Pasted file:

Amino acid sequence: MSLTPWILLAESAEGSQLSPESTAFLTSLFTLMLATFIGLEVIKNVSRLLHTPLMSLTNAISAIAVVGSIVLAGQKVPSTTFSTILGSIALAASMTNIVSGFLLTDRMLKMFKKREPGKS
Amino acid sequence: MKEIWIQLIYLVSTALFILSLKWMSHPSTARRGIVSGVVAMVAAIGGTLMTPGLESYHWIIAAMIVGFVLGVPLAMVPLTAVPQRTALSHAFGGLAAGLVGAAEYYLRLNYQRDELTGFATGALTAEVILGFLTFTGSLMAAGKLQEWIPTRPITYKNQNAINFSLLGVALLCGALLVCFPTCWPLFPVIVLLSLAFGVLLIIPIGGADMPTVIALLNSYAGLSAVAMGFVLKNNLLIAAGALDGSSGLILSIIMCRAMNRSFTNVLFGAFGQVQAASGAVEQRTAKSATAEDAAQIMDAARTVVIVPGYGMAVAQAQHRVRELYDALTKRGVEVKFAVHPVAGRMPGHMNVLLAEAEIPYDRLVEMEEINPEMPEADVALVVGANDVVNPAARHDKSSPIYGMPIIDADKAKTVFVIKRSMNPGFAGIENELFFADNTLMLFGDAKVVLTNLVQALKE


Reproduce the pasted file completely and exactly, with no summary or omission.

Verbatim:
Amino acid sequence: MSLTPWILLAESAEGSQLSPESTAFLTSLFTLMLATFIGLEVIKNVSRLLHTPLMSLTNAISAIAVVGSIVLAGQKVPSTTFSTILGSIALAASMTNIVSGFLLTDRMLKMFKKREPGKS
Amino acid sequence: MKEIWIQLIYLVSTALFILSLKWMSHPSTARRGIVSGVVAMVAAIGGTLMTPGLESYHWIIAAMIVGFVLGVPLAMVPLTAVPQRTALSHAFGGLAAGLVGAAEYYLRLNYQRDELTGFATGALTAEVILGFLTFTGSLMAAGKLQEWIPTRPITYKNQNAINFSLLGVALLCGALLVCFPTCWPLFPVIVLLSLAFGVLLIIPIGGADMPTVIALLNSYAGLSAVAMGFVLKNNLLIAAGALDGSSGLILSIIMCRAMNRSFTNVLFGAFGQVQAASGAVEQRTAKSATAEDAAQIMDAARTVVIVPGYGMAVAQAQHRVRELYDALTKRGVEVKFAVHPVAGRMPGHMNVLLAEAEIPYDRLVEMEEINPEMPEADVALVVGANDVVNPAARHDKSSPIYGMPIIDADKAKTVFVIKRSMNPGFAGIENELFFADNTLMLFGDAKVVLTNLVQALKE